Saddest Easter Egg Roll In White House History
Despite cancellation rumors that started making their way around the internet in February, the annual White House Easter Egg Roll happened after all. According to eye witnesses, however, it may have been the saddest Easter egg roll in White House history. There was no throng of people clamoring to get in, and attendance seemed to be at least 16,000 people shy of the turnout at the last Obama-sponsored Easter Egg Roll. Musical presentations were nowhere near as thrilling as last year’s performance, only one costumed Sesame Street character showed up, and it rained.
Less than festive festivities
If Donald tweets something to the effect that Monday’s event boasted the biggest turnout in White House egg roll history, don’t believe it. Because the White House took so long to plan the 2017 egg roll, most of the Sesame Street characters who participated in recent rolls were unable to attend. A lone Elmo character wandered about with several other costumed adults in search of a kid to take a picture with. Was Monday’s eggy event the saddest Easter egg roll in White House history? A lot of people seem to think so.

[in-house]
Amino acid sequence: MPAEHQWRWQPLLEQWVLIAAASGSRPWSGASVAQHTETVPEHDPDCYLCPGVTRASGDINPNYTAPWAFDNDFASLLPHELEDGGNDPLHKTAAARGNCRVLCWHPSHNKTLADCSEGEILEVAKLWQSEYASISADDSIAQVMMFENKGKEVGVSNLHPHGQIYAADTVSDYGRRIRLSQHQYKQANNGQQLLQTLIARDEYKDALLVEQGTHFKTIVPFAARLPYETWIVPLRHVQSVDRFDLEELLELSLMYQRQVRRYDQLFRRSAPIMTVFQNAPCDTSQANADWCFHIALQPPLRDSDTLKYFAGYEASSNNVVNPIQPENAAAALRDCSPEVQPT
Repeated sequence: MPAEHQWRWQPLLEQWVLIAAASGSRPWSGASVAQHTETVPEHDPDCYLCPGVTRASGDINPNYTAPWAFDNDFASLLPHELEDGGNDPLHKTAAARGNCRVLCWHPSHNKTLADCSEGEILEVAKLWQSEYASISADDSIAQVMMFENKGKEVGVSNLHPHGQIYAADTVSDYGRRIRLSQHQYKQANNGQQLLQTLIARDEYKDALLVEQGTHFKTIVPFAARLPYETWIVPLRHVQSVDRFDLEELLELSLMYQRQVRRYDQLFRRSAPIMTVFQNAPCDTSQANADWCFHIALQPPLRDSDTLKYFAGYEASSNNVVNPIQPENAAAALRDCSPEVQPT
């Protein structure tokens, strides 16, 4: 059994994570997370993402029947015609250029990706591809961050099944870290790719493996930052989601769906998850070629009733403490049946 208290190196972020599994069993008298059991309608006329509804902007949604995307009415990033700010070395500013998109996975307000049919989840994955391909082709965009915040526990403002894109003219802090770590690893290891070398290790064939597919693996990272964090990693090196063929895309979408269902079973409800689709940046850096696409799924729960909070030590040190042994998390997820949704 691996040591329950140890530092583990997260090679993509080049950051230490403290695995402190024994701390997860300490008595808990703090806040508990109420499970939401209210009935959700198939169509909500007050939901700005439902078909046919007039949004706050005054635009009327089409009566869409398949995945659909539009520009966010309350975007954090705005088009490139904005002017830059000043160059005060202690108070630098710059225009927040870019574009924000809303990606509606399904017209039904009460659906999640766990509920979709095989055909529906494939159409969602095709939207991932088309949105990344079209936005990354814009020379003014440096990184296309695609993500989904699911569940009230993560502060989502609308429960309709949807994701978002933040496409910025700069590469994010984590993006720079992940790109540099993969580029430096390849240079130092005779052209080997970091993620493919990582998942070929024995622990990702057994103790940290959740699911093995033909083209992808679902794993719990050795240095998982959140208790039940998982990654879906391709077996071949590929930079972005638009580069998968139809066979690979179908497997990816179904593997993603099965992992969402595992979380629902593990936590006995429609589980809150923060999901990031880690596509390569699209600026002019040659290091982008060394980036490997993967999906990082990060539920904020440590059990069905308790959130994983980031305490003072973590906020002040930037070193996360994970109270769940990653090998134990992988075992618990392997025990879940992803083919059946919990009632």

On April 11, Jennifer Byrne, senior director of media relations for PBS, told the New York Times that the White House did not get in touch with PBS about hiring Sesame Street characters until the end of March. That few Sesame Street characters showed up may or may not be blamed on The Donald’s proposed plan to eliminate funding for the Public Broadcasting System and National Public Radio.
There *is a decent line to get pics with the Zootopia characters. #whitehouseeggroll pic.twitter.com/FUVyEcLxMe
— Kate Bennett (@KateBennett_DC) April 17, 2017
Not exactly rockin’ at the Roll
On Monday, Esquire writer Sarah Rense described a “very sad White House Easter Egg Roll” while reminding readers that last year’s event featured musical entertainment by Beyonce and Jay-Z.
Entertainment at the 2017 White House Egg Roll was provided by a military marching band, The Martin Family Circus, and a New Jersey-based auto-tuned boy band called Bro4. In case you are among the 325,963,300 Americans who did not see the Martin Family Circus headline the Trump’s Easter party, here’s a stunning sample of what you missed.
No yoga at the saddest White House Easter Egg Roll, and Trump threw away a kid’s hat
During the Obama years at the White House, free kids yoga classes were included with admission to the annual egg roll. For eight years in a row, Michelle Obama graciously invited Baptiste Yoga master Leah Cullis to participate in the event. This year, Cullis received no invitation.
At one point during the meet-and-greet portion of the day, a child handed a red hat to the president. Trump signed the hat, then tossed it over the child’s head into the crowd. Nice going, Donald.
A kid asks Trump to sign his hat at the White House Easter Egg Roll. The president signs … and then tosses the hat into the crowd. pic.twitter.com/7ExdhpO97H
— POLITICO (@politico) April 17, 2017
Donald did not do the math before addressing the Egg Roll audience